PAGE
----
MOSCOW -- A deep sense of suspicion settled over this city yesterday as Russians tried to grasp what could be behind the apartment-house bombings that have killed hundreds and thrown the whole country into a state of anxiety.
Police searched traffic coming into Moscow and said they had checked nearly all the city's 30,000 residential buildings. Ordinary Muscovites made hundreds -- perhaps thousands -- of calls to a police hot line to report suspicious people and packages.
Some of the country's leaders have blamed an international conspiracy of Islamic extremists. But in the dark mood that has afflicted Russia, an even darker suspicion gained some currency: that the Kremlin itself, or its allies, might have had a hand in the bombings.
The Moscow prosecutor's office announced that "several" people connected to the bombings on Thursday and Monday had been detained, but provided no details.
Russian police said yesterday that they had prevented a third blast by seizing as much as 2 tons of explosives in another apartment building, according to wire reports.
The explosives and a 70-yard fuse were discovered in a 12-story residential building with 260 apartments in southeastern Moscow, police said.
A highly publicized security crackdown in Moscow meant 12-hour shifts and canceled leaves for the city's 70,000 police officers, who searched traffic coming into the capital and rounded up hundreds of people from the Caucasus who were found without proper papers. Busloads of police swept through the city's markets late in the day.
The harassment of Caucasians is typical here, but the scale of yesterday's actions was nearly unprecedented. The police may be bolstered by army patrols along the city's streets, which will either reassure people or, more likely, remind them of their anxieties.
But in the absence of much information about the bombings, and in the murky context of Russia's on-again, off-again war in Dagestan against Islamic rebels, the terrorist acts in Moscow have been put to use by politicians in whatever way they can.
Prime Minister Vladimir V. Putin went to the Duma yesterday and talked about the seriousness of the bombings and the war in Dagestan. "I think it is, in fact, a struggle for the integrity of the Russian Federation," he said.
Russia's enemies, he declared, were "bandits, marauders, aggressors, who have no home, no kin, no nationality, no religion," and he warned against "hasty and wholesale accusations and repressions, especially detentions or arrests on ethnic grounds."
This was a slap at Moscow Mayor Yuri Luzhkov, who ordered the police sweeps. The city's police have never been tender toward Caucasians. Takhir Mamedov, an Azerbaijani guard at the Butyrsky farmers' market, described shakedowns and punishment cells as a regular fact of life. But even while harassing men and women on the street, city authorities have rarely tried to interfere with the livelihood of Chechens and others who control the markets.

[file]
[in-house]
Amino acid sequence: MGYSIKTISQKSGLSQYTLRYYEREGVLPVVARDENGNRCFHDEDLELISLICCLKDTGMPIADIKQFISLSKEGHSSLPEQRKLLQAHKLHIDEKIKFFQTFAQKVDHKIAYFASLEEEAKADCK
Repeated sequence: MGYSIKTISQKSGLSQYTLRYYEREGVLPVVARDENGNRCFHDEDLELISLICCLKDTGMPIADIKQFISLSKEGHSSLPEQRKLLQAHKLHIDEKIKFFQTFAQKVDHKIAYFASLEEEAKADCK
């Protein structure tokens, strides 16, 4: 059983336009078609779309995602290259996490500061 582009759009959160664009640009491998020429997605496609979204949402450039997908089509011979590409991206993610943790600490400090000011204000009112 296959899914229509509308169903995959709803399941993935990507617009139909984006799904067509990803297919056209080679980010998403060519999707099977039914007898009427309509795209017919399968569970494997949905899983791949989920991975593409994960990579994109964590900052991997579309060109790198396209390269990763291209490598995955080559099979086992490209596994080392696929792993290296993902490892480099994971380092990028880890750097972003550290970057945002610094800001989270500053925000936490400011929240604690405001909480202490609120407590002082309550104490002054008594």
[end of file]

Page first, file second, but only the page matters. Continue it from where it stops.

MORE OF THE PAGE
Money from the markets, according to some reports, flows into various city projects, but some also has gone to support the rebels in Chechnya and Dagestan. In light of this, Luzhkov's show of force by the police resembles Russia's conduct in Dagestan: All for appearance, with little substance.
Luzhkov is leading an anti-Kremlin coalition in the upcoming elections, and publications friendly to him have battered away at the administration of President Boris N. Yeltsin. The newspaper Moskovsky Komsomolets published yesterday what it said were transcripts of intercepted phone calls that appeared to show Yeltsin's friend, the tycoon Boris A. Berezovsky, discussing plans for the rebel uprising in Dagestan with Chechen leaders last summer.
The magazine Profil suggested that the Kremlin had been in on the planning for the Dagestan revolt and in league with Islamic terrorists who carried out the first of the apartment house bombings. The rationale, Profil said, was to throw Russian politics off balance, with an eye toward canceling parliamentary elections in December, and to boost the standing of Putin, the new prime minister, by showing that he could handle a crisis.
Some Communist politicians have said they suspect the same thing, and their leader, Gennady Zyuganov, accused the Yeltsin administration yesterday of planning to use the bombings as the pretext for a state of emergency. Putin specifically denied that in the Duma later in the day.
It is a measure of the cynicism in Russia today that people could believe their leaders were accessories to a terrorist campaign in the heart of Moscow -- as many apparently do, judging from casual conversations with ordinary Muscovites. Even some of Luzkhov's antagonists in the markets agree. "It's all politics, it's not terrorism," said Mamedov. "Anyone could have done this for the right amount of money."
Pub Date: 9/15/99